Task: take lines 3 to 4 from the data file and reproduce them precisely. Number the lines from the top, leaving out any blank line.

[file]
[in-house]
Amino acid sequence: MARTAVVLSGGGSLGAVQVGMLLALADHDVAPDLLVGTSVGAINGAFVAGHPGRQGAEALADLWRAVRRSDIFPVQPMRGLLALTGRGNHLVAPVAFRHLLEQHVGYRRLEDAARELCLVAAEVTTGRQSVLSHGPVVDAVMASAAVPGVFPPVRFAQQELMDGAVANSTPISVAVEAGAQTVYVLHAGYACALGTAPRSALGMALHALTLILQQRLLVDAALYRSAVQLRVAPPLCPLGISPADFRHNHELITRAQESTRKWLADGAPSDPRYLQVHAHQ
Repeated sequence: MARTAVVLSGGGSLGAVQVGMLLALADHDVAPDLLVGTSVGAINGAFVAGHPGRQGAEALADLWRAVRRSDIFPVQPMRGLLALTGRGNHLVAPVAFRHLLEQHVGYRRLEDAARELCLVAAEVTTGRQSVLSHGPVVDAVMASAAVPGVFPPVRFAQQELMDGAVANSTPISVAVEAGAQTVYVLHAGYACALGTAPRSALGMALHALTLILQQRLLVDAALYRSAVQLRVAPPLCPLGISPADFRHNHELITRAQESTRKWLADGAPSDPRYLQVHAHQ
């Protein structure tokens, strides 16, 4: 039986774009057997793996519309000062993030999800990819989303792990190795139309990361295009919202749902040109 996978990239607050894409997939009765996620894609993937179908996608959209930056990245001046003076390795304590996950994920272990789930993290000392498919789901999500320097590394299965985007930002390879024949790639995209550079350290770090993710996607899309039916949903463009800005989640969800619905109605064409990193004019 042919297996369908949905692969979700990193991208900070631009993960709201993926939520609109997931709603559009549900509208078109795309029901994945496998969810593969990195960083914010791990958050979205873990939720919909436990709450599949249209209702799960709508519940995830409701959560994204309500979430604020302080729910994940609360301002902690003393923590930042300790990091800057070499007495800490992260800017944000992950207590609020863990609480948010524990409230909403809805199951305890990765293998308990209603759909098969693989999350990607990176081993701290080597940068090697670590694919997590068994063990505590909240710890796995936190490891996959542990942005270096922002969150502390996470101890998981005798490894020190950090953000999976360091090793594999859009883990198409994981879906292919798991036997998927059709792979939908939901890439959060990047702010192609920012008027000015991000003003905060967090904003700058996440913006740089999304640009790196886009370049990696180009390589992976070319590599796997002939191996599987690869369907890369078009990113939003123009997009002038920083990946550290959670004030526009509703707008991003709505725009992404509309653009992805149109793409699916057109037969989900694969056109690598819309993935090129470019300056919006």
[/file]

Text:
Repeated sequence: MARTAVVLSGGGSLGAVQVGMLLALADHDVAPDLLVGTSVGAINGAFVAGHPGRQGAEALADLWRAVRRSDIFPVQPMRGLLALTGRGNHLVAPVAFRHLLEQHVGYRRLEDAARELCLVAAEVTTGRQSVLSHGPVVDAVMASAAVPGVFPPVRFAQQELMDGAVANSTPISVAVEAGAQTVYVLHAGYACALGTAPRSALGMALHALTLILQQRLLVDAALYRSAVQLRVAPPLCPLGISPADFRHNHELITRAQESTRKWLADGAPSDPRYLQVHAHQ
């Protein structure tokens, strides 16, 4: 039986774009057997793996519309000062993030999800990819989303792990190795139309990361295009919202749902040109 996978990239607050894409997939009765996620894609993937179908996608959209930056990245001046003076390795304590996950994920272990789930993290000392498919789901999500320097590394299965985007930002390879024949790639995209550079350290770090993710996607899309039916949903463009800005989640969800619905109605064409990193004019 042919297996369908949905692969979700990193991208900070631009993960709201993926939520609109997931709603559009549900509208078109795309029901994945496998969810593969990195960083914010791990958050979205873990939720919909436990709450599949249209209702799960709508519940995830409701959560994204309500979430604020302080729910994940609360301002902690003393923590930042300790990091800057070499007495800490992260800017944000992950207590609020863990609480948010524990409230909403809805199951305890990765293998308990209603759909098969693989999350990607990176081993701290080597940068090697670590694919997590068994063990505590909240710890796995936190490891996959542990942005270096922002969150502390996470101890998981005798490894020190950090953000999976360091090793594999859009883990198409994981879906292919798991036997998927059709792979939908939901890439959060990047702010192609920012008027000015991000003003905060967090904003700058996440913006740089999304640009790196886009370049990696180009390589992976070319590599796997002939191996599987690869369907890369078009990113939003123009997009002038920083990946550290959670004030526009509703707008991003709505725009992404509309653009992805149109793409699916057109037969989900694969056109690598819309993935090129470019300056919006």